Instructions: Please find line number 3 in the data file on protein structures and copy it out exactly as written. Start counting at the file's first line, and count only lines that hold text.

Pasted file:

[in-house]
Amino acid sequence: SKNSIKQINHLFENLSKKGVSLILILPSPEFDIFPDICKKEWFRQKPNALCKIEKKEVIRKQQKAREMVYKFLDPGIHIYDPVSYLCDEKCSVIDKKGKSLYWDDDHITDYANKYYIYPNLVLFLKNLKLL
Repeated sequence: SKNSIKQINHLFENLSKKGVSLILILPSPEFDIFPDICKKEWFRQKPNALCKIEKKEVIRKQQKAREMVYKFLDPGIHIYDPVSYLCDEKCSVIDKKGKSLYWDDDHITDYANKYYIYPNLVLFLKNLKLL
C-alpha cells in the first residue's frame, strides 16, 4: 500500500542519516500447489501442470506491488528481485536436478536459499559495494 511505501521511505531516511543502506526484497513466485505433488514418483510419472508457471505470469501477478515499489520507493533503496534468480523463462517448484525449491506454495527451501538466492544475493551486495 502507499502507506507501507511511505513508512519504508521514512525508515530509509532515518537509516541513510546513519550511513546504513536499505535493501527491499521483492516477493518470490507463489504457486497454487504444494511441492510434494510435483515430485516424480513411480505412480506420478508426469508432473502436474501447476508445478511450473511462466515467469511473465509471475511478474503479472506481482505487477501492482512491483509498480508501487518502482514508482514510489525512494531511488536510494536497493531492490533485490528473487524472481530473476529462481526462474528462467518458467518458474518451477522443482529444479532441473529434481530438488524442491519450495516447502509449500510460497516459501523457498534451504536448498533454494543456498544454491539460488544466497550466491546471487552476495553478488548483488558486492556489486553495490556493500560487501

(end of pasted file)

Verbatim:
Repeated sequence: SKNSIKQINHLFENLSKKGVSLILILPSPEFDIFPDICKKEWFRQKPNALCKIEKKEVIRKQQKAREMVYKFLDPGIHIYDPVSYLCDEKCSVIDKKGKSLYWDDDHITDYANKYYIYPNLVLFLKNLKLL